New Orleans police are investigating the burglary of a funeral home. A hearse was among the items stolen.More >>
"[The burglar] went by and viewed a few bodies," owner Louis Charbonnet said. "He walked by one particular famous guy we have in here, and he stopped and visited with him and went about his business of stealing." More >>
Thursday, August 28 2014 7:43 PM EDT2014-08-28 23:43:08 GMT
An alleged victim describes Around Town talk show host Scott Rogers as a "master manipulator" and a "monster," saying Rogers sexually abused him.More >>
An alleged victim describes Around Town talk show host Scott Rogers as a "master manipulator" and a "monster," saying Rogers sexually abused him. More >>
(WMC-TV) - Two Mid-South cats are living the last of their nine lives in luxury after an estate was left behind for them by their owner.
Some might call them fat cats, because their house is in a gated community. Their owner, Leon Sheppard, Sr., left his 4,270-square-foot house and $250,000 for the care of his cats in his will.
His will states the money should be used for the care of Frisco and Jake and the maintenance of this house they live in.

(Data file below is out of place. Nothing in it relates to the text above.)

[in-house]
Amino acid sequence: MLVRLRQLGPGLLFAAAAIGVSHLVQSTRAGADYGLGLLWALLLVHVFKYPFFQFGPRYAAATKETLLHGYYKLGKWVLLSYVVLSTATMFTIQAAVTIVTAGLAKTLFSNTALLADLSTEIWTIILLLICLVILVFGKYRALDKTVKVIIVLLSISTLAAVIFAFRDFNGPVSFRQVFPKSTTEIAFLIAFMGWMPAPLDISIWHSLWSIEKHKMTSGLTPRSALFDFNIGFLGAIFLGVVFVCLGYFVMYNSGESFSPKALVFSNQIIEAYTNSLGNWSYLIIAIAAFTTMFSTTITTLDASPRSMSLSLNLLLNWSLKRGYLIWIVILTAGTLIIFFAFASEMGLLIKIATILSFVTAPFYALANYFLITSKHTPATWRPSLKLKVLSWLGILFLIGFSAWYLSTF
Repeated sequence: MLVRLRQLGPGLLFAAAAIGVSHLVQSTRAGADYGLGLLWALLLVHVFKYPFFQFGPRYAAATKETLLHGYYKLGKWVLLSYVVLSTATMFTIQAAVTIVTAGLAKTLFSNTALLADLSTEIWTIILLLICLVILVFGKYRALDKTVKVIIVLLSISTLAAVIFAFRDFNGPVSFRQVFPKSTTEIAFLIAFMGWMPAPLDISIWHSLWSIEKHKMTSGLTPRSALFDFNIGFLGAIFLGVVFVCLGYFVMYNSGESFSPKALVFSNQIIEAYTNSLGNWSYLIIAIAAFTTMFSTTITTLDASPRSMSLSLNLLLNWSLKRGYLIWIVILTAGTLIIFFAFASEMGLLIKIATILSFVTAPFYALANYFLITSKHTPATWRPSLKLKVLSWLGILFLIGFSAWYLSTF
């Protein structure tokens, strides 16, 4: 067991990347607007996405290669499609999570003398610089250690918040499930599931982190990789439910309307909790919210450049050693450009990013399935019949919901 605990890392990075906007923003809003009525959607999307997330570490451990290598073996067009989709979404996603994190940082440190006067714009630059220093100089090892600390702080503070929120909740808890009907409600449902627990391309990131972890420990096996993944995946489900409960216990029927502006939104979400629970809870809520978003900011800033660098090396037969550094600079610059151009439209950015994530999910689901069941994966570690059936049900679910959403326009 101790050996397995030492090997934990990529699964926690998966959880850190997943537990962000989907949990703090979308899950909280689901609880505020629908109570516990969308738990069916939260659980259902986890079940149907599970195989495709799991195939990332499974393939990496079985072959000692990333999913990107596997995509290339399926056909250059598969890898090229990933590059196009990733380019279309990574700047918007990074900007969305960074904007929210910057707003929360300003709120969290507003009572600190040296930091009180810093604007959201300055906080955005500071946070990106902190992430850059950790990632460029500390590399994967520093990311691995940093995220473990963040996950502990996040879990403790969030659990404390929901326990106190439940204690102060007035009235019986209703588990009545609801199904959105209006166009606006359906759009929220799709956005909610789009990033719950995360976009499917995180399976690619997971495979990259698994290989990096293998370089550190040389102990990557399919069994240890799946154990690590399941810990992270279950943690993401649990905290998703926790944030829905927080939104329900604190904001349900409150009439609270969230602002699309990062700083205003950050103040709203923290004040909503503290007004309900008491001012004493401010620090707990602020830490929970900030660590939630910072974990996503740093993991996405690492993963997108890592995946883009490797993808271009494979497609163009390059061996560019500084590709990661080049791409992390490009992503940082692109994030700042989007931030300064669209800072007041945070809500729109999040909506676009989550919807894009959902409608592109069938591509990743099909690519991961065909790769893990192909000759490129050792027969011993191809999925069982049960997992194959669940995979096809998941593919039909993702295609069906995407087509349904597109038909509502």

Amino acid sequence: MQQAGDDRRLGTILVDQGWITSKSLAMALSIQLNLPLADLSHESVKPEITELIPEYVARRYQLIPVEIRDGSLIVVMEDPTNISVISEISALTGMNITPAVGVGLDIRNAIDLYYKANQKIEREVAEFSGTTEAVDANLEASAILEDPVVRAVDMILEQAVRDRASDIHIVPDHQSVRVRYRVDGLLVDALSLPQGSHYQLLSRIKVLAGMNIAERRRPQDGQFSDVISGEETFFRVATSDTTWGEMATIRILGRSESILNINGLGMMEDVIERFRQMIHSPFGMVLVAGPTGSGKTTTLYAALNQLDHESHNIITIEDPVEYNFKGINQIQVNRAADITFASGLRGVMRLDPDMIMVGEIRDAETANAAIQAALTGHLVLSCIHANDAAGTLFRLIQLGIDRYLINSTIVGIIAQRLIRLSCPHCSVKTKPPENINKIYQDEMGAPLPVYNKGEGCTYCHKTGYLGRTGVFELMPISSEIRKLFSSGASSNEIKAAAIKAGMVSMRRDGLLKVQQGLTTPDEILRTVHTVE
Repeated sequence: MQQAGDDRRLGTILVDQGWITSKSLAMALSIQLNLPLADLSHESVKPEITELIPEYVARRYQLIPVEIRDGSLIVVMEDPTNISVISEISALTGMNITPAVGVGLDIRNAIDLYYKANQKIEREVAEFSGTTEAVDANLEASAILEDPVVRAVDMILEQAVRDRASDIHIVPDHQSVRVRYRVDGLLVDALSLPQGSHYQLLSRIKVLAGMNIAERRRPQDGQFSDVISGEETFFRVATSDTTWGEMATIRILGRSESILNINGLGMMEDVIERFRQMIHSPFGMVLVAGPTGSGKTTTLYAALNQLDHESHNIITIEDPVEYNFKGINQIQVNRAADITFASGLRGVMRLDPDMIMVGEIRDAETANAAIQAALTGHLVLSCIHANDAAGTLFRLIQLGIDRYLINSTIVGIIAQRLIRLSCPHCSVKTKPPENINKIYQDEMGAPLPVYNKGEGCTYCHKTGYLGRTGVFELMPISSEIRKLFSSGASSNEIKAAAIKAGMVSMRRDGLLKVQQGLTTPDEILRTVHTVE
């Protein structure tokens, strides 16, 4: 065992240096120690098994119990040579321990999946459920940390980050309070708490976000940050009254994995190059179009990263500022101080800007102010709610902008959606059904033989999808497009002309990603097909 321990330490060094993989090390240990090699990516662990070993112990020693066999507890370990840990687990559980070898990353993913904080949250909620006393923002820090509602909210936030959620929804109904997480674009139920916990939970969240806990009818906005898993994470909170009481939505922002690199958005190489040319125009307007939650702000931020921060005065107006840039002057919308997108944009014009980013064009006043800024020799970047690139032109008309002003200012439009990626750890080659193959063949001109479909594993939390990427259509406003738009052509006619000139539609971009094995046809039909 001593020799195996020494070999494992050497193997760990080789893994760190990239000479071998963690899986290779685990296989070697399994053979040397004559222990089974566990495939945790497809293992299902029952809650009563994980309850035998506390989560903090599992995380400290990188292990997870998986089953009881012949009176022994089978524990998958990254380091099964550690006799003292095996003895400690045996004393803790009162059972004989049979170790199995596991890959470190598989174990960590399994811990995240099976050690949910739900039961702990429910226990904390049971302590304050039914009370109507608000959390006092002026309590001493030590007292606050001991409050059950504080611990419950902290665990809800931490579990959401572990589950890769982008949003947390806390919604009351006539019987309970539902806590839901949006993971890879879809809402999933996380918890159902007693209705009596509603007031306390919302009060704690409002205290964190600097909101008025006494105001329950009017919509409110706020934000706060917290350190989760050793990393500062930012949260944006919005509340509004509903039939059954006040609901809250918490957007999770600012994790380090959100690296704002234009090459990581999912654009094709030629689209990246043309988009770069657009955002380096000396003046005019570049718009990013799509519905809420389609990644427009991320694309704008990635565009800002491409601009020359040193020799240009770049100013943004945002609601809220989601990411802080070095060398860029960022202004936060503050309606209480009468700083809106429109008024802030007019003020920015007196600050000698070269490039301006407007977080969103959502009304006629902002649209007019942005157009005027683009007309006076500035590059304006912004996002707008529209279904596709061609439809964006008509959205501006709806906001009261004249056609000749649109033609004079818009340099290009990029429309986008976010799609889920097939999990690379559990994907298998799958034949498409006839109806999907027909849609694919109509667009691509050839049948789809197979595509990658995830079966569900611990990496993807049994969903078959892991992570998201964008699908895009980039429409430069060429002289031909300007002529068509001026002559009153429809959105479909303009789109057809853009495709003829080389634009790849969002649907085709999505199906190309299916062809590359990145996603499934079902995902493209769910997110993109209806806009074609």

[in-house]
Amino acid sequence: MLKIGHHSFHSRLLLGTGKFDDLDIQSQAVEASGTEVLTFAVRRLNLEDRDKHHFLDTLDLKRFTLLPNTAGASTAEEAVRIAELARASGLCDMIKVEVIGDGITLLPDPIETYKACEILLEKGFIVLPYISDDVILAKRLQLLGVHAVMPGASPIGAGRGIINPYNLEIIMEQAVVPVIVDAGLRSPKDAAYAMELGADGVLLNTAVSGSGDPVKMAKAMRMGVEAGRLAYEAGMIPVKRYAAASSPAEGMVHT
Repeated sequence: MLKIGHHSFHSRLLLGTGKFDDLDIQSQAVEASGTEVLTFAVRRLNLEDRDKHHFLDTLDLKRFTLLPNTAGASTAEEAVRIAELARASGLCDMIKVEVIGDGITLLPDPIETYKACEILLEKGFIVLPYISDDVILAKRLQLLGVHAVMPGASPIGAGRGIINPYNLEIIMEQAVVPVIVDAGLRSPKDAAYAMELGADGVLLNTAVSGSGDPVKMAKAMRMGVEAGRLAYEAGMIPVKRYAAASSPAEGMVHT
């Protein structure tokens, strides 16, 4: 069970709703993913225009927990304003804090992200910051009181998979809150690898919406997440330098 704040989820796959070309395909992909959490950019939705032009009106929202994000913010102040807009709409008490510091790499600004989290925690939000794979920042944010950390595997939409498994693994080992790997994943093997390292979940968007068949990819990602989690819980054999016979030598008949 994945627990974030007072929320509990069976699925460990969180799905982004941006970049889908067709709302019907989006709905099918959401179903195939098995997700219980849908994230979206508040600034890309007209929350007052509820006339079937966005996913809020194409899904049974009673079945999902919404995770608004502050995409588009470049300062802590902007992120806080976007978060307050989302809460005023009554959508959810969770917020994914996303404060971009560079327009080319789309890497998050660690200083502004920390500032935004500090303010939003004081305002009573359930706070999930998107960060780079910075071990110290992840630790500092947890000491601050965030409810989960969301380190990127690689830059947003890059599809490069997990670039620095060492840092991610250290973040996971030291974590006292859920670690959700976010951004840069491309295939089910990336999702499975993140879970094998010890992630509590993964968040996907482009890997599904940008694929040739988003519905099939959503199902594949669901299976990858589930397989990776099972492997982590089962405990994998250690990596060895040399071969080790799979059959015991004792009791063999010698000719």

"If their owner sees fit, they can create a trust for the welfare and benefit of the cats and their care," said attorney Randy Fishman, who has practiced law for almost 35 years.
He says it is rare, but it's not unheard of as New York hotel heiress Leona Helmsley left $12 million for the care of her dog, Trouble.
"I don't know [if] I've ever come across one," said Fishman.
Leon Sheppard's daughter said by phone that the family did not want to talk about it. Neighbors said Sheppard loved his cat.
Sheppard was president of United Food and Commercial Workers Local 1529 before he retired. He died at the age of 79.
Fishman says Sheppard's will is all legal.
According to the will, when Frisco dies whatever is left of the estate including the house can be passed to Sheppard's human heirs. However, Jake must be cared for. The heirs will be allowed to move Jake out of the house.